American Government Homework Nine

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American Government.
Ninth Homework (optional - skip to the Tenth Homework at this point)

Read the chapter on “Interest Groups,” pp. 159–63 in the textbook. Then complete and self-grade the multiple choice questions.

Then read the first two pages of “Civil Liberties,” pp. 169–70 in the textbook.

Questions 1-9 are worth 3 points each.

1. People hired and paid by interest groups to try to influence congressmen and the president are called __________.

2. “Pacman” was the first hugely popular video game, in 1982. In politics, “PAC” means something else. What is it, and what is its significance?

3. A “revolving door” is used in the lobby of large hotels. What does it mean in politics?

4. Name two interest groups you would support, and two you would oppose.

5. President Bush signed a federal law banning partial birth abortions. What clause in the Constitution would you cite as justifying this exercise of federal power?

Questions 6 and 7 are based are based on this excerpt from the Economist, “The King of K Street,” p. 34 (Nov. 8, 2003). “K Street” is the location of the offices of the lobbyists who try to influence the federal government. (Note the British spelling of “favor”.)

In an article in the Washington Monthly this summer, Nicholas Confessore argued that the Republican Party is in the process of absorbing K Street into its political machine in much the same way as Franklin Roosevelt and his heirs once used government to the Democrats’ advantage. In its glory days, the Democratic Party used its grip on the machinery of government to dole out largesse to loyal constituencies (the poor, the old and, eventually, racial minorities) and also to provide jobs for its own foot soldiers. Now the Republican Party is using its sway over both K Street and the wider business community to build a private-sector equivalent of Roosevelt’s machine. It hands out government contracts to businesses that favour its causes. It provides its most loyal foot soldiers, from congressional aides to congressmen, with a pot of gold on K Street when they retire. ... Woodrow Wilson once complained that “the government, which was designed for the people, has got into the hands of the bosses and their employers, the special interests. An invisible empire has been set up above the forms of democracy.”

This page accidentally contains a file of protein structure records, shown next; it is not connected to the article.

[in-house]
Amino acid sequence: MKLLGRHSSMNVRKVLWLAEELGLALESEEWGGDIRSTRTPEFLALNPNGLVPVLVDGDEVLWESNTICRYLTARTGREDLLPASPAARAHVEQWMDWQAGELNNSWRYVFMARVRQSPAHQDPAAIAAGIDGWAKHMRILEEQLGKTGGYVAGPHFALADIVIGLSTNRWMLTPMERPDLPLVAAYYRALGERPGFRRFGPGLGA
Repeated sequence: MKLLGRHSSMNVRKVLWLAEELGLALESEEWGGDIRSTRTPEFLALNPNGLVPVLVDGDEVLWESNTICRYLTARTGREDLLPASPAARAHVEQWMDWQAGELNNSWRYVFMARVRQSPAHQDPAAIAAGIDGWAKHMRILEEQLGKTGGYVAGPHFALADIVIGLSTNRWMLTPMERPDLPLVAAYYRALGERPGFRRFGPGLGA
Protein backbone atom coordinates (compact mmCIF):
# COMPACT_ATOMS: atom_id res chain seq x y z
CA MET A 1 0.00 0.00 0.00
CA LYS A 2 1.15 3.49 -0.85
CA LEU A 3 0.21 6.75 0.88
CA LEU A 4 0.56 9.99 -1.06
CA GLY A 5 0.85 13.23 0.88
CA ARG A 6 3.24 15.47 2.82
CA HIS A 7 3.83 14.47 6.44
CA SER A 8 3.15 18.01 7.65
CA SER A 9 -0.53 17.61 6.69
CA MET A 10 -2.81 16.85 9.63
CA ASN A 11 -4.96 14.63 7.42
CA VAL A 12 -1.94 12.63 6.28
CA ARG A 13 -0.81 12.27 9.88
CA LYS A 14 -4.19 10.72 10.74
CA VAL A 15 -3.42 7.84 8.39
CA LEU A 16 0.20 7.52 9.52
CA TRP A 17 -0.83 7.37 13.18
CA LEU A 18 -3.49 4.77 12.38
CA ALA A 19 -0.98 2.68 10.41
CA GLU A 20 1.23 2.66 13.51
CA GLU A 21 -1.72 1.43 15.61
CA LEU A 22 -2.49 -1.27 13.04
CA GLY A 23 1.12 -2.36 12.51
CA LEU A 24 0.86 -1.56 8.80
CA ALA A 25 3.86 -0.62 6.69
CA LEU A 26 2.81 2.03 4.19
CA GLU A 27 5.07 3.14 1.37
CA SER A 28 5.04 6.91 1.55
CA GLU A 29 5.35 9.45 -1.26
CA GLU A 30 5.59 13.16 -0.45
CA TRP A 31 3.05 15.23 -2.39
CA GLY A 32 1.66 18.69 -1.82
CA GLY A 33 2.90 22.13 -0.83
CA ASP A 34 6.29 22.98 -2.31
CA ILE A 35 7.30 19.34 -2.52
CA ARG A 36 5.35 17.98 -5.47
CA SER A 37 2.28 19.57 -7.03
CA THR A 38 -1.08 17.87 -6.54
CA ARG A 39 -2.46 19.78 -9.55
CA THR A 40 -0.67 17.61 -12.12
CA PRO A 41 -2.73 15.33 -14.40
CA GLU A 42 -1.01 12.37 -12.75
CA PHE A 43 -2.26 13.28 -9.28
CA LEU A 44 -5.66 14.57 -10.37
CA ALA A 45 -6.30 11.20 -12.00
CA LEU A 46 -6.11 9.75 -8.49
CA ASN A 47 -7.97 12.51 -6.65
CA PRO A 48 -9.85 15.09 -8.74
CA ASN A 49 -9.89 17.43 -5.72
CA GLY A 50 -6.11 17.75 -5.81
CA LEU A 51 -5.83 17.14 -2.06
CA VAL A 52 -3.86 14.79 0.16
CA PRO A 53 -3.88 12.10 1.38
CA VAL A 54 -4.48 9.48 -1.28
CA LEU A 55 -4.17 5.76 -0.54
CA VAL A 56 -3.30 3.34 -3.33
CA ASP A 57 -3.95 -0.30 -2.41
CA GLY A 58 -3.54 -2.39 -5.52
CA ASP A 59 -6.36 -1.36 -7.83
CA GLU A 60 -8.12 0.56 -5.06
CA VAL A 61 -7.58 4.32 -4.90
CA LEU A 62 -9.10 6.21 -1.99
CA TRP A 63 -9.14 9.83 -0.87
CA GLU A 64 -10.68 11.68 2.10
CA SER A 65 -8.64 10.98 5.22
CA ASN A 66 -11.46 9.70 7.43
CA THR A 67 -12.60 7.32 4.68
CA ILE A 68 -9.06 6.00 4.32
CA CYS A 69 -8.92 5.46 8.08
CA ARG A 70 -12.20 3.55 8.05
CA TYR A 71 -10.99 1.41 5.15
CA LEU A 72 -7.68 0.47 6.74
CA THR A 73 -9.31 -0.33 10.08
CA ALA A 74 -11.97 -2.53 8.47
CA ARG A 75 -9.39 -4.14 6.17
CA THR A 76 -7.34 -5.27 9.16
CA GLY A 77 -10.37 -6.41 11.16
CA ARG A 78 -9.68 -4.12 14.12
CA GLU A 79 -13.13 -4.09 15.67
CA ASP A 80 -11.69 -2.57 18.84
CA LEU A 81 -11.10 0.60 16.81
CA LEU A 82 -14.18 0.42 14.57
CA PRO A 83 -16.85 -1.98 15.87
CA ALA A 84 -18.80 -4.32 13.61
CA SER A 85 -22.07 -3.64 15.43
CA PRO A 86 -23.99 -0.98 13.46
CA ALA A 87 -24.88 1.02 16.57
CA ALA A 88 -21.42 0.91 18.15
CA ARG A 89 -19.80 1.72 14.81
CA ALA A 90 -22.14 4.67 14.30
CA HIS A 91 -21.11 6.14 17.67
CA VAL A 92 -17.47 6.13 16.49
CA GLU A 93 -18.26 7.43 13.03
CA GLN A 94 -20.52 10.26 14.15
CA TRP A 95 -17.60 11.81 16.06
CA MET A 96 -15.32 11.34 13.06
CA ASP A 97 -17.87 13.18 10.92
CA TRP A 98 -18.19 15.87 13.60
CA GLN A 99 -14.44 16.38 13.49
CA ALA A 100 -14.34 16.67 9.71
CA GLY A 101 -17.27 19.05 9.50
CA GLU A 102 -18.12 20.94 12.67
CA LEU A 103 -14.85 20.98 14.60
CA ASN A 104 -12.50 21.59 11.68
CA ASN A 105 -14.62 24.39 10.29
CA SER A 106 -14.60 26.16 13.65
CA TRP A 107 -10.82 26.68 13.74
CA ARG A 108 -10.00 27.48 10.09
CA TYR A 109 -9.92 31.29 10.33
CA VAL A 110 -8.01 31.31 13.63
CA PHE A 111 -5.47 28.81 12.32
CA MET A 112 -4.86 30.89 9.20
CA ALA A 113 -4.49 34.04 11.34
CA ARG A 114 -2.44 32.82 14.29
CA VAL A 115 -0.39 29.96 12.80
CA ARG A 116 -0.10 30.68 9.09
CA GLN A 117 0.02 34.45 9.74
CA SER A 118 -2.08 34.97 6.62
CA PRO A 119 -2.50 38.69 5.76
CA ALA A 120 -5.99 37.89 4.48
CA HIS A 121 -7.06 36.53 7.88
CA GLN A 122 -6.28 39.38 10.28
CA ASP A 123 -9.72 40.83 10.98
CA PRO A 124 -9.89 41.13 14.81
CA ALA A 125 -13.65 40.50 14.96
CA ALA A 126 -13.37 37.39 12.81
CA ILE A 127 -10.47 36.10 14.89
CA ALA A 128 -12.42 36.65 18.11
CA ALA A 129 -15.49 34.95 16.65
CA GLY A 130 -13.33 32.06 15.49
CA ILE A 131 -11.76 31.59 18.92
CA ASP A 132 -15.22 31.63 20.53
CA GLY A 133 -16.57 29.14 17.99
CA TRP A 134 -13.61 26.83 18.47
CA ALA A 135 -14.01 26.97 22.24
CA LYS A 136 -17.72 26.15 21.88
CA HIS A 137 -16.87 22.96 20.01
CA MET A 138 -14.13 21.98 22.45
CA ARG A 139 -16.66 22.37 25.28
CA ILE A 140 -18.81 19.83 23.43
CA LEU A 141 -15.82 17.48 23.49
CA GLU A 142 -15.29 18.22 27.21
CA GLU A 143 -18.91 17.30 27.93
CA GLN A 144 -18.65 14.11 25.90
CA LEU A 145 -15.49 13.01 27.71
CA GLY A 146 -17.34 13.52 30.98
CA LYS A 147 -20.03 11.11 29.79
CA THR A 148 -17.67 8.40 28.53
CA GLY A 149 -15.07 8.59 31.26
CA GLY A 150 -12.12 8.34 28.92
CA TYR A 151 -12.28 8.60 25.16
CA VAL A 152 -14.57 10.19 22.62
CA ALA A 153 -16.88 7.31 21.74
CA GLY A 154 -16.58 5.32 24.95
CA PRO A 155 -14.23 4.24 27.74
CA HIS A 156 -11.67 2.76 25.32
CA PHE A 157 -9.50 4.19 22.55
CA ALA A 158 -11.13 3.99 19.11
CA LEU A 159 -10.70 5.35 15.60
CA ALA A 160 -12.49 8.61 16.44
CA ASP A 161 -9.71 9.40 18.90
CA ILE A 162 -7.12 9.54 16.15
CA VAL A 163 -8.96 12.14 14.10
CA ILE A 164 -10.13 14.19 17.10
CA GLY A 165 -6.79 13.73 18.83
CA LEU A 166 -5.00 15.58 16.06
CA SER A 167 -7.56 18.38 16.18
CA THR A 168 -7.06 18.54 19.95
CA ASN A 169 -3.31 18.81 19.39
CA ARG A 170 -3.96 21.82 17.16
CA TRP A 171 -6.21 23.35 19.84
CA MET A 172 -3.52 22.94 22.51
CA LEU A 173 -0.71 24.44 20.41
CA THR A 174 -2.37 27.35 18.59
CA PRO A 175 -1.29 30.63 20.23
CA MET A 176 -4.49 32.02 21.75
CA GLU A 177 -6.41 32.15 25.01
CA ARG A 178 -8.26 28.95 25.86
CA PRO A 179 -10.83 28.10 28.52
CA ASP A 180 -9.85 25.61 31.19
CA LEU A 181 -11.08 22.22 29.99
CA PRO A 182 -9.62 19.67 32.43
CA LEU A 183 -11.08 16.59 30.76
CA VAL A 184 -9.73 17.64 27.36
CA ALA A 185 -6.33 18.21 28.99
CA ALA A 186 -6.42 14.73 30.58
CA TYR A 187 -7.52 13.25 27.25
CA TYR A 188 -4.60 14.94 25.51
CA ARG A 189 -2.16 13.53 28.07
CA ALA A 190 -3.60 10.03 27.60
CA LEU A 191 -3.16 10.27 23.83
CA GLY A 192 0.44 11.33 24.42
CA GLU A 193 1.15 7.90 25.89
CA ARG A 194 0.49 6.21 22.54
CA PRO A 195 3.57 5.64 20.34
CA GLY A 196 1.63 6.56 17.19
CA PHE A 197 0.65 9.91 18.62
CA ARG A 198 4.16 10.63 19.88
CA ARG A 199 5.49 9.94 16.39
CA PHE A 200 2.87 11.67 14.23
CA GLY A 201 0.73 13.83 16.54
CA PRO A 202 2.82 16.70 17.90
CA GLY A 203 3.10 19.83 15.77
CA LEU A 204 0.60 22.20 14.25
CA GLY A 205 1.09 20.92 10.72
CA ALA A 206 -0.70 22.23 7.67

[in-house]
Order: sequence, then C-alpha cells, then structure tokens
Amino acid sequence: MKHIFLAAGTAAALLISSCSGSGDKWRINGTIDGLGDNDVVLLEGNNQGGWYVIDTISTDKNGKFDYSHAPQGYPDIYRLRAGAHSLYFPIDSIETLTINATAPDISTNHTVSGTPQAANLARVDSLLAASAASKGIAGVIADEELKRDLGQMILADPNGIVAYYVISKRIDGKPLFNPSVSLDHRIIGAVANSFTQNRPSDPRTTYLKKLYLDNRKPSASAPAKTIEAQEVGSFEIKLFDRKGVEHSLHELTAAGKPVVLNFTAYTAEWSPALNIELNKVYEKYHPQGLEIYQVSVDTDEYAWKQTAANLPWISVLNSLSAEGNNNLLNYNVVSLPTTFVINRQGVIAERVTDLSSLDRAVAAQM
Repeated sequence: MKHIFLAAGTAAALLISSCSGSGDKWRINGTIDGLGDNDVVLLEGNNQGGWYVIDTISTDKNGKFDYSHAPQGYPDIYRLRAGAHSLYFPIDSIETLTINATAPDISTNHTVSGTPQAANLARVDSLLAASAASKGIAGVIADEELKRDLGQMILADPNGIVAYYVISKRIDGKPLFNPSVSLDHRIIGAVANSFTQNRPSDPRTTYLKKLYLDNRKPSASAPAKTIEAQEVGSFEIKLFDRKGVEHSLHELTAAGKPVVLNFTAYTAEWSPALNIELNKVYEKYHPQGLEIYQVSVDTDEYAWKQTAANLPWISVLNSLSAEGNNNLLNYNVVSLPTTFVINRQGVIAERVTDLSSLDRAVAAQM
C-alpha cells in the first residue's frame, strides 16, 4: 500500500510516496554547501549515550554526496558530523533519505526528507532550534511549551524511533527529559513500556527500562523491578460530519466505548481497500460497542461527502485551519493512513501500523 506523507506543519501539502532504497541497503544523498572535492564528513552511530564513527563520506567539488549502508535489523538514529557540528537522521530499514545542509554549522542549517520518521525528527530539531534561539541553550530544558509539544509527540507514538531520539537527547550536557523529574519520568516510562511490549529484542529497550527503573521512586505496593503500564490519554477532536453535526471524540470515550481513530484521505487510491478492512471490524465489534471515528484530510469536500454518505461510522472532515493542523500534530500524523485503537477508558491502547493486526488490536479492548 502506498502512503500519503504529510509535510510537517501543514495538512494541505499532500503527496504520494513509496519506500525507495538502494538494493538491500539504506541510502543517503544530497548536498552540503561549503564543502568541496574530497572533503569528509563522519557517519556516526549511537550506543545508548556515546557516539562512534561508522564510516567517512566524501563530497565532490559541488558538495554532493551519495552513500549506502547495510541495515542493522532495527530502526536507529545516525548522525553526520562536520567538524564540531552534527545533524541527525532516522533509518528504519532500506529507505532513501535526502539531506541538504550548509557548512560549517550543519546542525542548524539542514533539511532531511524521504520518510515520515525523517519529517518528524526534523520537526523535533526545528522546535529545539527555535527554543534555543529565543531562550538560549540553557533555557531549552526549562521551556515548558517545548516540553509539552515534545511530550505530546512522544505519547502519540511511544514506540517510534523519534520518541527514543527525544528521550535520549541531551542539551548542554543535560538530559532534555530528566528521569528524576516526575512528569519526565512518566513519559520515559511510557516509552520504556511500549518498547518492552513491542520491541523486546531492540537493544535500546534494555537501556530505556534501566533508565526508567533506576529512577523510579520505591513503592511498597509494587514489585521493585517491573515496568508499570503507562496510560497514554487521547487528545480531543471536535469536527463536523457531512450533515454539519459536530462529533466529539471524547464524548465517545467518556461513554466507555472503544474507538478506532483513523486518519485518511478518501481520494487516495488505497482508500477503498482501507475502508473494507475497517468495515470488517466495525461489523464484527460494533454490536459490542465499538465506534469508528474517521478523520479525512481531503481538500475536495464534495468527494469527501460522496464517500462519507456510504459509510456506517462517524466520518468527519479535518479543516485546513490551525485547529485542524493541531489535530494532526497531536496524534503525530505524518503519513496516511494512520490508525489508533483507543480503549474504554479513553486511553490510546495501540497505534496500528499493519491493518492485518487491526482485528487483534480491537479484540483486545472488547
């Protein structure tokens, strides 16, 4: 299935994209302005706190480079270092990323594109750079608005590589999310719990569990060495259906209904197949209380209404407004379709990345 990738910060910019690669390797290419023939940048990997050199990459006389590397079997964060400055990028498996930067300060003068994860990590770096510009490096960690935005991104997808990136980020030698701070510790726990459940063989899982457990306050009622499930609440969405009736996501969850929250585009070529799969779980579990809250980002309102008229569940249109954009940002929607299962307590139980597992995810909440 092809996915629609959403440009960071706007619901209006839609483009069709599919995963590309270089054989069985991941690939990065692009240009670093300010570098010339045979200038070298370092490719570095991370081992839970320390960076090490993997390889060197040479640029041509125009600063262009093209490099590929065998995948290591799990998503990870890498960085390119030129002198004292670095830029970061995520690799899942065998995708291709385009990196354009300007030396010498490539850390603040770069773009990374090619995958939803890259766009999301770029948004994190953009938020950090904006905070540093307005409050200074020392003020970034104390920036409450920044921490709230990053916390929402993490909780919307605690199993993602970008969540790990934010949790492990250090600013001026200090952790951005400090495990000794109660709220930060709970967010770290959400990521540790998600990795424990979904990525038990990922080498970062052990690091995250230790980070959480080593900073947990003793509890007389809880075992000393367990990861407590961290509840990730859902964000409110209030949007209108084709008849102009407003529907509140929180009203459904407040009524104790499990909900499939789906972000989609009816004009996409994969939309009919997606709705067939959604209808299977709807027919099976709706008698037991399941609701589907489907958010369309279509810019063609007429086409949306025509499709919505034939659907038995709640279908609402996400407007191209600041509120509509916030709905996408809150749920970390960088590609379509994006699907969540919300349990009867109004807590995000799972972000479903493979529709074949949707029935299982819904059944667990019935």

6. If Woodrow Wilson felt that way in the 1910s, how do you think he would feel if he were alive today?

7. Do you think the Republican Party should try to build a political machine based on lobbyists?

8. What is "incorporation doctrine"?

9. Can an actual photograph contain a political bias? Can a melody itself, without any connection to words, have political bias? Explain.

Extra Credit (worth 5 points each):

10. Schools are allowed to issue tax-exempt bonds to raise money. Lobbyists obtained the same benefit for sports stadiums, so that they can be built more cheaply with tax-exempt bonds (i.e., lower interest rate on the loan used to build it). Would you favor this tax break for stadiums? For schools?